• Photoshop – only creates and uses bitmap Photoshop is mainly used for photo and image editing. Because Photoshop images are composed of pixels, it’s relatively easy to scale down with no loss of quality. However, increasing the size will cause pixilation, so it is essential that images have a sufficiently high resolution to fit the large-print space. When working at these large dimensions, bitmapped images are going to take up a lot of space and can really slow down an average computer.

Working with Bitmap Files

So, there are times, when you are creating a graphic, that you will you need to import a bitmap image from Photoshop. To do this, it is essential that the dots per inch (DPI) is high enough that your graphic doesn’t suffer from a drop in quality.

Fortunately, because these images are meant to be viewed from a significant distance, it is possible to use a lower DPI than you would for an image in a magazine. Often these images are not even going to be viewed at eye level, and details are not as noticeable when seen from 20 feet away.

Instead of the 300 DPI used for magazines, for many large-format images, bitmap graphics at 100 DPI is acceptable – and for very large graphics 60 DPI will work fine.

Photo Credit: Android Guys 

Viewed from Afar

Remember that these designs are intended to be viewed from far away, so it is unnecessary to cram every inch of space with detail – no matter how tempting it may be to do so. Sometimes it can be hard to resist filling in the white areas, but with large-format designs, too much detail can actually make it difficult to discern images and limit the overall impact.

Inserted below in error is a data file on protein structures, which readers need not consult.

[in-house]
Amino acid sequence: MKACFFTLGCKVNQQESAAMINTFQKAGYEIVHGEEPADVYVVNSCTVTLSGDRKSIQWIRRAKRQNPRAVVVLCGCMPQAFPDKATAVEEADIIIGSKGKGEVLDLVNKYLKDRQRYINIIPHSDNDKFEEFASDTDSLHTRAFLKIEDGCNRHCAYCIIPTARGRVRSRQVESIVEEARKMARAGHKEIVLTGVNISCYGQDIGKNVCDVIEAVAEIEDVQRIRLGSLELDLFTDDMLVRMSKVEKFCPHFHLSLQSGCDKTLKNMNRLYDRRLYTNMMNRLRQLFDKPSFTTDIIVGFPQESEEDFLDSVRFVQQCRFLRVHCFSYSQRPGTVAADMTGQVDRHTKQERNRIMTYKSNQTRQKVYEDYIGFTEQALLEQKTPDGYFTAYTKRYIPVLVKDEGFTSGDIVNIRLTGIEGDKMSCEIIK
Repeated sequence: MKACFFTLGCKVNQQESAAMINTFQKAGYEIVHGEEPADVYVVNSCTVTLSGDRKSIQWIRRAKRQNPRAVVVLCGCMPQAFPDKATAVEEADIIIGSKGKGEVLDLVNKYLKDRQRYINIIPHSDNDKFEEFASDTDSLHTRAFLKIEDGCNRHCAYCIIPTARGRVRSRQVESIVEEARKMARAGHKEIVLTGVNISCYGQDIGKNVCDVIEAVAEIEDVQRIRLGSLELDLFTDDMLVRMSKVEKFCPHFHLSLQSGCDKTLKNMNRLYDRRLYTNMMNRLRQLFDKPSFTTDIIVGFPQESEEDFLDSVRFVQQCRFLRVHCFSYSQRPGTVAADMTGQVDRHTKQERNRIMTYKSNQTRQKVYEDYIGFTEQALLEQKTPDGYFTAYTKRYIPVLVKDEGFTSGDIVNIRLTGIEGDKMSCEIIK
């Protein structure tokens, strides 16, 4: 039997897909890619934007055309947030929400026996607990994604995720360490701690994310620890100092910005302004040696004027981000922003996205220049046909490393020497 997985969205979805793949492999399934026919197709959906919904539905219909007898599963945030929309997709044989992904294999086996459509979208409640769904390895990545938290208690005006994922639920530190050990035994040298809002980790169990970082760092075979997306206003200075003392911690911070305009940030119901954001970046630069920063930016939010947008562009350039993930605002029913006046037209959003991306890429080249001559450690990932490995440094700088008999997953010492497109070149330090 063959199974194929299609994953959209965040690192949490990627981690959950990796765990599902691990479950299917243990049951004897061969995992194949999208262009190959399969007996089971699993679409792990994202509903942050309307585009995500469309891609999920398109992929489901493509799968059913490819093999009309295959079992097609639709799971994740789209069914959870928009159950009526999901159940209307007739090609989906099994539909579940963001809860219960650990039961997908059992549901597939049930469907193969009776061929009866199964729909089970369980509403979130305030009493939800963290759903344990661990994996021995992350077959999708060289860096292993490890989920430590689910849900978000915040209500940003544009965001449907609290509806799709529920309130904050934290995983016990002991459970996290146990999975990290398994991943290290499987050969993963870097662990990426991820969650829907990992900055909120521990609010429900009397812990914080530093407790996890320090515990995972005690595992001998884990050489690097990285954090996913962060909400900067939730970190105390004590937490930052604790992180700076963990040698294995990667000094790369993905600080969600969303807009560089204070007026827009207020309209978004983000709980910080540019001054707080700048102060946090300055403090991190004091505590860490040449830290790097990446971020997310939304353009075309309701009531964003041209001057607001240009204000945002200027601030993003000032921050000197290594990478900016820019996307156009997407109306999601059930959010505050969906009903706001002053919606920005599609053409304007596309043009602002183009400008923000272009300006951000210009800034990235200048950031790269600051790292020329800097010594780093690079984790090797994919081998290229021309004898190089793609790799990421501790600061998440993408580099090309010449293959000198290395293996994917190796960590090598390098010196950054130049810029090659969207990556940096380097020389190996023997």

This is doubly true of text. Try not to have too many words. This will make it hard to read and, again, have a drastic, negative effect on the overall message of the piece. Keep copy to a minimum and use distinct fonts that are easy to read.

Finally, use colors in your foreground images that contrast with the background for maximum visibility and make sure to keep the area behind any text clear. When text is placed over a busy background, it becomes very difficult to read.

Work for Scale

File sizes for large-format graphics can quickly become unwieldy, so it is a good idea to work at a scaled percentage of what you intend the final to be. For example, if a final printed product is going to be 120 inches by 60 inches, you can create a file that’s 30 inches by 15 inches, or one-fourth the size. This will be easier on you when you are trying to move items around, and the file size will be more manageable.

It is extremely important, however, to clearly communicate to the print vendor about the scale you used and how large they are supposed to scale the files up. Not passing this message on will be a costly mistake.

Print Testers

It is extremely costly to print a large-scale graphic, which is why you want to get it right the first time. So always print out several test copies of your finished graphic. Use legal-sized paper (11×17) and make sure the image is perfectly scaled to match the larger version.

First, carefully look over the image to double-check that everything reads correctly, all images are in their proper place, and the overall effect is what you intended.

Once you are happy with your up-close inspection, step away from the design to view it at a distance. Just like with your printing, try to appropriately scale your distance from the print out so it is equivalent to where someone would be when viewing the graphic in actual size. Only after you (and maybe several others) have approved the graphic that the design is legible and text readable from both views is it ready to print.